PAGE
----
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1. When did you decide you wanted to write books?
“Author” was always on my “things I want to be when I grow up” list; I wrote short stories and poetry in high school, screenplays in college, then lyrics (and melodies) in my band, 7k. But touring became hard on my life, so in early 2011, I retired from the band-on-a-bus life.
However, my artistic pilot light was still burning bright, and I knew I wanted a creative life—so I revisited my list and decided to try my hand at writing books. I started with NaNoWriMo, then wrote two other full-length manuscripts before Symptoms of Being Human came along.
2. What is the writing process like for you? Did you plan out your novel before you started or did you just see where your writing took you?
It happens like this (at least, it does so far): I have an idea for a story. I poke around, make random notes, do a little research, see what’s out there. I’m simultaneously developing the story, testing it to see if it might support the weight of a novel, and checking to see whether it might find a place on bookstore shelves.
Then, at some point, I abandon all that and type “CHAPTER 1.” Characters appear and proceed to make a mockery of all my plans. I watch them and write down what they do. I try to finish a first draft in 90-120 days, then let it sit for a few weeks, then dive back and see what kind of mess I’ve made. Usually, it’s quite big and tangled.
3. If you could have a meal with one book character of your choosing, who would you choose and why?
Albus Dumbledore. I could use some of his advice and reassurance just about now. Also, I’m dying to know if they make vegan lemon drops.
4. What are your thoughts on book to movie adaptations?
I love them. I think of stories as living, fluid things. Books are one window to look at a story. Movies are another. They can be as different as a photograph and an x-ray of the same arm. For maximum enjoyment, it’s best not to compare them too much.
5. Did you have a favorite snack that you munched on while you were writing?
I’m fond of apples with almond butter. Or, just almond butter on a spoon if I’m too lazy to cut up an apple. There’s a store two towns over where you can grind it fresh. It’s amazing.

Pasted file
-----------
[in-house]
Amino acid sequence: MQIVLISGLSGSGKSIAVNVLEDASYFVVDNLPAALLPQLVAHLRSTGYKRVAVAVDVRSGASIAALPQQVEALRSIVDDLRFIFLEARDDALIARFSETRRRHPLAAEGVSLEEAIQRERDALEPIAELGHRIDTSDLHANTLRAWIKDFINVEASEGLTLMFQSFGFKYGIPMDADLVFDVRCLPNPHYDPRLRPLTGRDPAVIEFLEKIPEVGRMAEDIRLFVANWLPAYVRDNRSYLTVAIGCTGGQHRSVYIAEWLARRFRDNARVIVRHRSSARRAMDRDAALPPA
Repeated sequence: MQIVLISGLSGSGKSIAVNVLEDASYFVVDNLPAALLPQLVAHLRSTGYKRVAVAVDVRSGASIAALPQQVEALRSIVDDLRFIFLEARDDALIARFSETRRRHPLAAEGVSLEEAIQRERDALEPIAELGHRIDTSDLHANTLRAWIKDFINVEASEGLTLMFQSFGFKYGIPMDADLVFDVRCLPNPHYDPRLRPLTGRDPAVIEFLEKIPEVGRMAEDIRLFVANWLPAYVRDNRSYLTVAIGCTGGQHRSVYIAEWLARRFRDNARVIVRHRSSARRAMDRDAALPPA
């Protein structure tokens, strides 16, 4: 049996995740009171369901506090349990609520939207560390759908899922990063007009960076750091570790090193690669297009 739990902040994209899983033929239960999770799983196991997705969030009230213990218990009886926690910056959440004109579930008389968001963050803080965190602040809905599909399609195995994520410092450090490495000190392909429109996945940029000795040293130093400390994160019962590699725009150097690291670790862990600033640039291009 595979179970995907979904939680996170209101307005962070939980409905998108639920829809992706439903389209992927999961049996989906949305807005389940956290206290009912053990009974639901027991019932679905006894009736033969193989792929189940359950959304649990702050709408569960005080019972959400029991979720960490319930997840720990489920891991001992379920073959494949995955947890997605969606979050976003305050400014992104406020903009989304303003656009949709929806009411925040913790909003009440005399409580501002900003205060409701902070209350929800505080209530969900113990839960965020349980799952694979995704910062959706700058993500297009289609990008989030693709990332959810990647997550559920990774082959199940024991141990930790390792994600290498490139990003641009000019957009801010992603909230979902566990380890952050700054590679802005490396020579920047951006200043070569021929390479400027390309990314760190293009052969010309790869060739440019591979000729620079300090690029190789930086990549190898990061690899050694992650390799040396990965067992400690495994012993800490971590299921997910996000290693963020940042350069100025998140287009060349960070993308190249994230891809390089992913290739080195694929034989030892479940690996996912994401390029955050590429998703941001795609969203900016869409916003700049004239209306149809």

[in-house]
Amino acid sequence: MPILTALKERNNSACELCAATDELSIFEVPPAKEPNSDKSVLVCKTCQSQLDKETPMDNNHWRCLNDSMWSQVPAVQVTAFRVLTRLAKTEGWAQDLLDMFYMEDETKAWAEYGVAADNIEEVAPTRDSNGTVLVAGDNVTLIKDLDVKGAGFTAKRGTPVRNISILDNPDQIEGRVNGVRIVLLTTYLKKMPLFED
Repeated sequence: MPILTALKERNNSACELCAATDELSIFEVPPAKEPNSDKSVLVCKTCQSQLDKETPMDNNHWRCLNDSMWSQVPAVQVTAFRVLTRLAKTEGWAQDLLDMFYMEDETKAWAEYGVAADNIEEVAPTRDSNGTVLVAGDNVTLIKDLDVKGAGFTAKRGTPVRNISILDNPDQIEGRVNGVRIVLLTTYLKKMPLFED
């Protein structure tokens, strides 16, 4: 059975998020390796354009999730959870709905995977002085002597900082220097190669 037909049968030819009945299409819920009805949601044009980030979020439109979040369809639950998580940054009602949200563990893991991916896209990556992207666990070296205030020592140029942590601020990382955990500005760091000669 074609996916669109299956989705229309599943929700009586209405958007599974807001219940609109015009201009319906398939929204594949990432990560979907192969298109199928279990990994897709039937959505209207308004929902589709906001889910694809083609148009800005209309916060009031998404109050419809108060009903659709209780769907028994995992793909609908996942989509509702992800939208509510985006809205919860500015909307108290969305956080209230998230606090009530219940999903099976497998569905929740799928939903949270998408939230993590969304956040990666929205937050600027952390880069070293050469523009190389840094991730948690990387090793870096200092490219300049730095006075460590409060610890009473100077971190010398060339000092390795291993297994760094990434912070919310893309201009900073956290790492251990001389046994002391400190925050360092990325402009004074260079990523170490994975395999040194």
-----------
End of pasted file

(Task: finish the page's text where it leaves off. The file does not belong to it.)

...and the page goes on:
6. If you could choose three songs to describe your new book, what three songs would you choose and why?
“Rebel, Rebel” by David Bowie. Bowie was a gender-norm smashing musical pioneer, and the lyrics of that particular song fit Riley’s journey beautifully.
“Where is My Mind?” by the Pixies is among my favorite songs of all time. That searing, eerie guitar lick at the top, the droning, incessant bass, the smack-smack-THUMP beat…it captures something deep and indescribable about the isolation of being a teenager.
“Transgender Dysphoria Blues” by Against Me! Because Laura Jane Grace sings those brilliant lyrics with such tenderness and rage. She really helped me get a grip on the displacing, alienating force that is dysphoria.
7. Who was your favorite character to write and why?
Solo. He just showed up in chapter two and made me laugh and smile and like myself better. Also, he starts out with some fairly typical views about gender identity that seem harmless at first but demand reconsideration when things start to get serious. I’m proud of how he responds. It was a surprise during the writing, and it made me love him even more.
8. Will you be writing more books in the future?
Absolutely. I’m currently working on my next contemporary YA novel (coming sometime in 2018) and I have a stable of ideas competing for the book after that. I’ve enjoyed quite a variety of careers, but writing novels seems to be the one that makes my heart sing the loudest.
About Jeff Garvin:
Jeff Garvin grew up in Orange County, California, the son of a banker and a magician. He started acting in high school, and enjoyed a fifteen-year career including guest-starring roles in network television series ranging from The Wonder Years to Roseanne to Caroline and the City, as well as several independent features.
While studying at Chapman University, Jeff won awards for classical guitar and visual storytelling before graduating with a BFA in Film. As the front man of his rock band, 7k, Garvin released three albums and toured the United States. When the band dissolved in 2011, Jeff, who had always written short stories and lyrics, found his passion in full-length fiction.
His debut novel, SYMPTOMS OF BEING HUMAN, tells the story of Riley, a 16-year-old gender fluid teen who starts an anonymous blog to deal with hostility from classmates and tension at home. But when the blog goes viral, a storm of media attention threatens Riley’s anonymity. Coming February 2, 2016 from Balzer + Bray / HarperCollins.
Jeff lives in Southern California with his music teacher wife, their menagerie, and a respectable collection of books and guitars.